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As online college and other alternative higher ed options have grown in popularity, standardized testing has become less important at the college level, with many colleges going test-optional. But high school students across the U.S. still take the SAT and ACT® to prep for college admissions.
At the K-12 level, standardized testing remains a vital metric for measuring students’ comprehension and competency in core subject areas like math, reading, writing and science. Standardized test scores provide primary and secondary school teachers and administrators with data-driven insights that inform curriculum development and shape educational policies and practices. These scores can also impact a school’s funding and resource allocation.
In this article, we rank the states with the highest standardized test scores and discuss the evolving role of standardized testing, including K-12 assessments and college entrance exams.
Why Does Standardized Testing Matter in the U.S.?
Standardized testing assesses the academic performance of students, teachers and schools. Test scores offer a quantitative metric to determine whether schools meet established standards and help educators and policymakers identify areas for improvement.
K-12 Standardized Assessments
At the K-12 level, standardized testing evaluates students’ proficiency in core subject areas at their respective grade levels. Test scores offer insights into the factors affecting a student’s, school’s or state’s performance. They can also inform instructional strategies and shape curriculum development.
The National Assessment of Educational Progress (NAEP) is a comprehensive assessment encompassing print and digital assessments across multiple subject areas, including math, studying and science. NAEP is usually administered at the state and district levels among fourth and eighth grades. On this page, we use fourth- and eighth-grade math and studying assessments to determine our rankings.
K-12 standardized testing often faces criticism for its testing practices. Teachers, administrators and parents argue that standardized testing doesn’t account for each student’s unique learning style and strengths, instead testing students using a one-size-fits-all approach. Some say the education system’s focus on standardized testing has narrowed the scope and focus of curriculums to accommodate test results.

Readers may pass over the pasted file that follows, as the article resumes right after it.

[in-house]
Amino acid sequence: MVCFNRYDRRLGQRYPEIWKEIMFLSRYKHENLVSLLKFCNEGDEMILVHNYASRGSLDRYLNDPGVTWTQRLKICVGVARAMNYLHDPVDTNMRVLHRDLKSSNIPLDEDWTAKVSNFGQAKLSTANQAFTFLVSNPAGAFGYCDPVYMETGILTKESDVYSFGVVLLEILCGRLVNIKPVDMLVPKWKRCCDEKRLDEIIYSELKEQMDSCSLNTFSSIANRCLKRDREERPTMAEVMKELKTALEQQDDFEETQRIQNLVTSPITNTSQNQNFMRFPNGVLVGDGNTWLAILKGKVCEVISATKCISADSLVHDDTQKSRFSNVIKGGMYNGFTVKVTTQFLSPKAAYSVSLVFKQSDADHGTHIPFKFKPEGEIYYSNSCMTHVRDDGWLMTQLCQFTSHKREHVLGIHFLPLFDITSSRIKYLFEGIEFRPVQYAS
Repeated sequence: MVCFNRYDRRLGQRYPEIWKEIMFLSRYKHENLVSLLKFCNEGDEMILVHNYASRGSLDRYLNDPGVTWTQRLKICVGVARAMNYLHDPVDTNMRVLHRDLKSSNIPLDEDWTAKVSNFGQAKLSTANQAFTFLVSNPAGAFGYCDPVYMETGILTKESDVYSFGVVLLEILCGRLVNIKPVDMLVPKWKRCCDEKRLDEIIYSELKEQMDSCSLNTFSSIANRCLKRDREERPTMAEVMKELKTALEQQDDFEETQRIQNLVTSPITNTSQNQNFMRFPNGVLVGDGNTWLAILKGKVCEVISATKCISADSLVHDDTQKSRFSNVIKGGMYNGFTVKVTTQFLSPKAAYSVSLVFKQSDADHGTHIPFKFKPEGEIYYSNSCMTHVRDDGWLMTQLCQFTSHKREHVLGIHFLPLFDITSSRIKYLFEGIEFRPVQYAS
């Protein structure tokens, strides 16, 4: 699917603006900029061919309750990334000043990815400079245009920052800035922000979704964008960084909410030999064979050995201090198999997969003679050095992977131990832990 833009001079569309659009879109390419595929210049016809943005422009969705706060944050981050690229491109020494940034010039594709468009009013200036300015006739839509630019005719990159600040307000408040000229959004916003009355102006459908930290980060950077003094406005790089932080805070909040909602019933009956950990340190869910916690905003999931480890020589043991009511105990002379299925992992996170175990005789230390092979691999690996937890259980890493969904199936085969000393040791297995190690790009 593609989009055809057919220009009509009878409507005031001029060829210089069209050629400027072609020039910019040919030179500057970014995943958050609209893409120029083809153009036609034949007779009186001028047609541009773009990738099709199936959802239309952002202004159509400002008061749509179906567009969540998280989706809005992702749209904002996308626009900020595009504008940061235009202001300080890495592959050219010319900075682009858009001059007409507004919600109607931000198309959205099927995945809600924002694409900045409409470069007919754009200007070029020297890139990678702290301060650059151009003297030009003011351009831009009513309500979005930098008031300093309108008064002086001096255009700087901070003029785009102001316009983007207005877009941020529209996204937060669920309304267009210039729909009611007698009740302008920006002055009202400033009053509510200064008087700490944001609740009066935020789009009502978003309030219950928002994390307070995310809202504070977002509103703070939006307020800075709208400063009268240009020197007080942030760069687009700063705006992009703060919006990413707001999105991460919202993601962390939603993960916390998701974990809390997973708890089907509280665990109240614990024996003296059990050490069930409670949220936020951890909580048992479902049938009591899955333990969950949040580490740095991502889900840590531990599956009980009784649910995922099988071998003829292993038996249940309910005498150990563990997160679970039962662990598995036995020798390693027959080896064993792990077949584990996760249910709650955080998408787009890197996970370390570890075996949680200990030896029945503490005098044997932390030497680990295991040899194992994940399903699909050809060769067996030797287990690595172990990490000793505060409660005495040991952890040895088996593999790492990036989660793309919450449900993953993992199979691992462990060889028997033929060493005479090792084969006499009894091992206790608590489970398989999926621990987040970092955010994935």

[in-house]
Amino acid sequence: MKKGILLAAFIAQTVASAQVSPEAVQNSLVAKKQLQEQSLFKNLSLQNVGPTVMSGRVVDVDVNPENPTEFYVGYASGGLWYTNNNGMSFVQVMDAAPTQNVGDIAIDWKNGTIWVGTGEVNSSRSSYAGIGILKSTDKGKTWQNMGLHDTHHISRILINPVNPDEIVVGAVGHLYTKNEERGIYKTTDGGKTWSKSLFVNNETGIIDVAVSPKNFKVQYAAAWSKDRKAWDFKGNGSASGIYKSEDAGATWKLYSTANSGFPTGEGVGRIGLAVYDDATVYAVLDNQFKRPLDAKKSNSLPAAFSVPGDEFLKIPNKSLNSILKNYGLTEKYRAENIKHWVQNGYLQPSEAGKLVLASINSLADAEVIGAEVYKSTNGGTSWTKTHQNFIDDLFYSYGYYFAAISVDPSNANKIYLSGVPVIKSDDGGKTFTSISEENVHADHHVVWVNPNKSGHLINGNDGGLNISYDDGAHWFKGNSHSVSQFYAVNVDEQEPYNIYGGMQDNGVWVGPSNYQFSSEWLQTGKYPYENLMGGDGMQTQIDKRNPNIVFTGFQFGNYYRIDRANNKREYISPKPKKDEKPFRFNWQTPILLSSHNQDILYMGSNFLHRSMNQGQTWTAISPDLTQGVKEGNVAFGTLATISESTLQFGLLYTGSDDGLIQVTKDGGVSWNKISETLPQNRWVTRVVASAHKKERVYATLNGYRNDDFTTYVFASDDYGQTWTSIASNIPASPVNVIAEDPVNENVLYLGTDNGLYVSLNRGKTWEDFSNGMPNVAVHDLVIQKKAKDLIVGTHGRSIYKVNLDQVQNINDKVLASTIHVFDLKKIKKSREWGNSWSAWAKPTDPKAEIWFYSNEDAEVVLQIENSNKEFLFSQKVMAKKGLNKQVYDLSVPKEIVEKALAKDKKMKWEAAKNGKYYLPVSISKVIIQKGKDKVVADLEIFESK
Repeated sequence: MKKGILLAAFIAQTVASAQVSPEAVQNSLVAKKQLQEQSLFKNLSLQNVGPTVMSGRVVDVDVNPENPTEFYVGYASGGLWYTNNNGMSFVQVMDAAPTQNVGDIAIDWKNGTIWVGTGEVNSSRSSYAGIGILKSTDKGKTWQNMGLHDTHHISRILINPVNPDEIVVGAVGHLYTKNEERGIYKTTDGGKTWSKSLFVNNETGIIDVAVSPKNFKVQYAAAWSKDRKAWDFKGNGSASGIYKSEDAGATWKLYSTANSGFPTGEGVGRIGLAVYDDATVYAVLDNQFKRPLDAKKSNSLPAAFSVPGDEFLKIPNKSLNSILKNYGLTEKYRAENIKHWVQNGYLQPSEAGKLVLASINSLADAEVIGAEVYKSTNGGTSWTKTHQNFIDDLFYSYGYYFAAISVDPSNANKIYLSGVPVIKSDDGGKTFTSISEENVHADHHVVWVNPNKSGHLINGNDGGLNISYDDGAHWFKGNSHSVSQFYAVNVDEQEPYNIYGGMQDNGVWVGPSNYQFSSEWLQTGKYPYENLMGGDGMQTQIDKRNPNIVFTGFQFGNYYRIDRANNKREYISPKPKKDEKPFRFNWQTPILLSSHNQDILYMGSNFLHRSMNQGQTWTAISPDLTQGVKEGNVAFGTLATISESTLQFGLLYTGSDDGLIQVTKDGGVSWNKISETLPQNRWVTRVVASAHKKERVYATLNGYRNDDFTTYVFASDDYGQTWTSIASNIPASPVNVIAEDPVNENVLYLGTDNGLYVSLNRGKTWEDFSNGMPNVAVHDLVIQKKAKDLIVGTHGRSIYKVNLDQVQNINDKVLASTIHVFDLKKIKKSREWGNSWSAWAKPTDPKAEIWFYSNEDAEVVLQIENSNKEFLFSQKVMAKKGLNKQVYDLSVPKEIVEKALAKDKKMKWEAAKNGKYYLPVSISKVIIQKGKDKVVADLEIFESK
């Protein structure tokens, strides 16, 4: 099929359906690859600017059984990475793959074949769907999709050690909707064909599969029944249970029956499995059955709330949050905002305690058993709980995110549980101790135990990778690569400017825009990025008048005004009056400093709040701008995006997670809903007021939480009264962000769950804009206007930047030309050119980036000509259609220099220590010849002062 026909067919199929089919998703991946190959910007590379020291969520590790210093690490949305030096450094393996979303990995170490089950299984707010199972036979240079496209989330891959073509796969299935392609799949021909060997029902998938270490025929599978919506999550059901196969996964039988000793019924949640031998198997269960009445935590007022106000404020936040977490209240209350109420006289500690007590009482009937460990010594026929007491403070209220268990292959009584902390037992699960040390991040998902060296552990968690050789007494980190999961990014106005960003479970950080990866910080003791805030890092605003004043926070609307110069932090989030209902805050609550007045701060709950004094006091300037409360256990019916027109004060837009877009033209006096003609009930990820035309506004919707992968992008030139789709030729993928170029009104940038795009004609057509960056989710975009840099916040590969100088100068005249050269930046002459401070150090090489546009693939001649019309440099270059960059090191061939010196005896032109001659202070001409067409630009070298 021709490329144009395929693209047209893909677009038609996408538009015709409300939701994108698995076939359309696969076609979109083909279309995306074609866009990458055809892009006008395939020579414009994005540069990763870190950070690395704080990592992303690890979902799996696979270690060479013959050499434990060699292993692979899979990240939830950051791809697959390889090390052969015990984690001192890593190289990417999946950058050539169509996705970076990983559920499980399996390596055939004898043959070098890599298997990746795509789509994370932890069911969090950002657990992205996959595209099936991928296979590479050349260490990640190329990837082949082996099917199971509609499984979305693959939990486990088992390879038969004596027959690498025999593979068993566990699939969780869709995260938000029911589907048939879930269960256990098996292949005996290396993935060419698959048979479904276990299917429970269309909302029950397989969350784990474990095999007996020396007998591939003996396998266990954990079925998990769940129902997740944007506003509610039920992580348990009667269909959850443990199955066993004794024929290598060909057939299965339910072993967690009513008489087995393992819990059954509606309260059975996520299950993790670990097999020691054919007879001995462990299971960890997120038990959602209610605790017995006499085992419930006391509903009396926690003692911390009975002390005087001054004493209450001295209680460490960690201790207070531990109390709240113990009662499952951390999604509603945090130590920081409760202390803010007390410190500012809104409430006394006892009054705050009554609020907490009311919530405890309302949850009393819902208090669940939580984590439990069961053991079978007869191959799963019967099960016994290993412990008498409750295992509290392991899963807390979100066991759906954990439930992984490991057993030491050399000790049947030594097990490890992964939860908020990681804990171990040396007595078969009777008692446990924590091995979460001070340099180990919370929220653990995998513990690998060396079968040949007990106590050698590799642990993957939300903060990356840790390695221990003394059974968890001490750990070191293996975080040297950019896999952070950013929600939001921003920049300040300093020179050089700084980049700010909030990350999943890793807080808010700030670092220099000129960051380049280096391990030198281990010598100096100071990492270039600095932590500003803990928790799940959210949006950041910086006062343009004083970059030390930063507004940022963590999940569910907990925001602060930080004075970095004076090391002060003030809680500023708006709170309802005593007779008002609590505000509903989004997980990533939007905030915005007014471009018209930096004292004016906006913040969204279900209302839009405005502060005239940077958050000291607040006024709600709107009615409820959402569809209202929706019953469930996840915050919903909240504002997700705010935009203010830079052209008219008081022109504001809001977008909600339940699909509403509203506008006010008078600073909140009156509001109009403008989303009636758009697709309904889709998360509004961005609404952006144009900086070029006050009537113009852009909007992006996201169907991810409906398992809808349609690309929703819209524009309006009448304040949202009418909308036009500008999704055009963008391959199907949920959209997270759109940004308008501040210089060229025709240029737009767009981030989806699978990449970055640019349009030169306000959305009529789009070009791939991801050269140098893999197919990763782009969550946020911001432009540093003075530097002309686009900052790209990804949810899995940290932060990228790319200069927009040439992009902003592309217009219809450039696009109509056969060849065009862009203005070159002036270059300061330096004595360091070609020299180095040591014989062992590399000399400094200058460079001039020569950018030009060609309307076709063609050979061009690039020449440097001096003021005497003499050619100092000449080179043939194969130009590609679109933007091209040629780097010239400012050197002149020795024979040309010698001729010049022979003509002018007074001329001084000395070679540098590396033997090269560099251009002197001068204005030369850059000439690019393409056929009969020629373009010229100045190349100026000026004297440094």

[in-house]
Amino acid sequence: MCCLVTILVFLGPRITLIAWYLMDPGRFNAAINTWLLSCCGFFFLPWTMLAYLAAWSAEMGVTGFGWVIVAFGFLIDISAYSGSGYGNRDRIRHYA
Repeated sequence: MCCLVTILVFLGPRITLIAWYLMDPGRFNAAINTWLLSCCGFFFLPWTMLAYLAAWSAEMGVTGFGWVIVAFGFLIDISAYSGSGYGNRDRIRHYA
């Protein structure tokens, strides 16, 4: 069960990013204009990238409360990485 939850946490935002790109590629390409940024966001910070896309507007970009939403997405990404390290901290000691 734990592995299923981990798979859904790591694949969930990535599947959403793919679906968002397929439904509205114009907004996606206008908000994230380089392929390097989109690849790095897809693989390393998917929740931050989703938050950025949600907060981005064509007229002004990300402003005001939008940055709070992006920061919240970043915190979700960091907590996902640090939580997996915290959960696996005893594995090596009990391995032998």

This criticism drives an ongoing dialogue about the need for more holistic and inclusive testing and assessment practices. Teachers, administrators and curriculum developers continue to propose alternative assessment methods—such as performance tasks, project-based work and portfolios—to better capture the multifaceted nature of student learning.
College Entrance Exams
During their third and fourth years of high school, students often take college entrance exams ahead of submitting their applications for admission. These test scores measure learners’ academic readiness for higher education. Colleges and universities use standardized tests to inform their admissions decisions.
Colleges and universities also consider several other factors during the admissions process, such as academic performance, extracurricular activities, personal statements and letters of recommendation. Also, many colleges have adopted test-optional admissions policies, which lift entrance test requirements for first-year applicants.
Though test-optional colleges do not require the ACT or SAT for college admission, most still consider entrance test scores when applicants choose to submit them.
Our ranking looks at metrics from the following standardized tests.
- SAT: The SAT is a multiple-choice test that covers math, evidence-based studying and writing. Each section of the SAT is scored on a 200- to 800-point scale, making 1600 the highest possible score.
- ACT: The ACT evaluates students’ knowledge in four areas: English, reading, mathematics and science. There’s also an optional writing section, which does not affect the composite ACT score. Your composite score comprises the average of the four subject scores, rounded to the nearest whole number. Possible ACT scores range from one to 36.
- MCAT: All medical school programs in the U.S. use the MCAT for medical school admissions. This computer-based, multiple-choice test evaluates critical thinking, problem-solving, and knowledge of behavioral, natural and social science concepts and principles.
States With the Best Test Scores
Below we rank each U.S. state based on its standardized testing performances. Our methodology uses data from K-12 assessments, focusing on fourth- and eighth-grade math and studying assessments and college entrance test performances.
Top Five States
The top five states in our standardized testing performance ranking are:
- New Jersey
- New Hampshire
Common factors contributing to these states’ strong performances include rigorous academic standards, adequate funding, student-to-teacher ratios, professional development and successful education policies and reforms.
Massachusetts consistently ranks among the states with the highest standardized test scores in the U.S. and secured the top spot on our list. At the fourth grade level, 42.9% of students demonstrated proficiency or higher in math; 42.61% achieved the same in reading.
In the eighth grade, Massachusetts students maintained their position as top performers among students nationwide, with 35.06% demonstrating proficiency or higher in math and 39.8% achieving the same in reading. While Massachusetts students received slightly lower average SAT scores than students in some other states, they earned the nation’s highest average ACT and MCAT scores.
Utah ranked second on our list, with 42.9% of NAEP test takers demonstrating proficiency or higher in math and 36.83% achieving the same in reading. Utah students received the highest average SAT score in the nation, with average ACT and MCAT scores trailing just below Massachusetts.
New Jersey placed third in our ranking, with 39.42% of fourth graders performing at or above proficiency in math and 38.02% at or above proficient in reading. New Jersey scored higher average ACT scores than Utah, and its average SAT and MCAT scores ranked just below Massachusetts and Utah.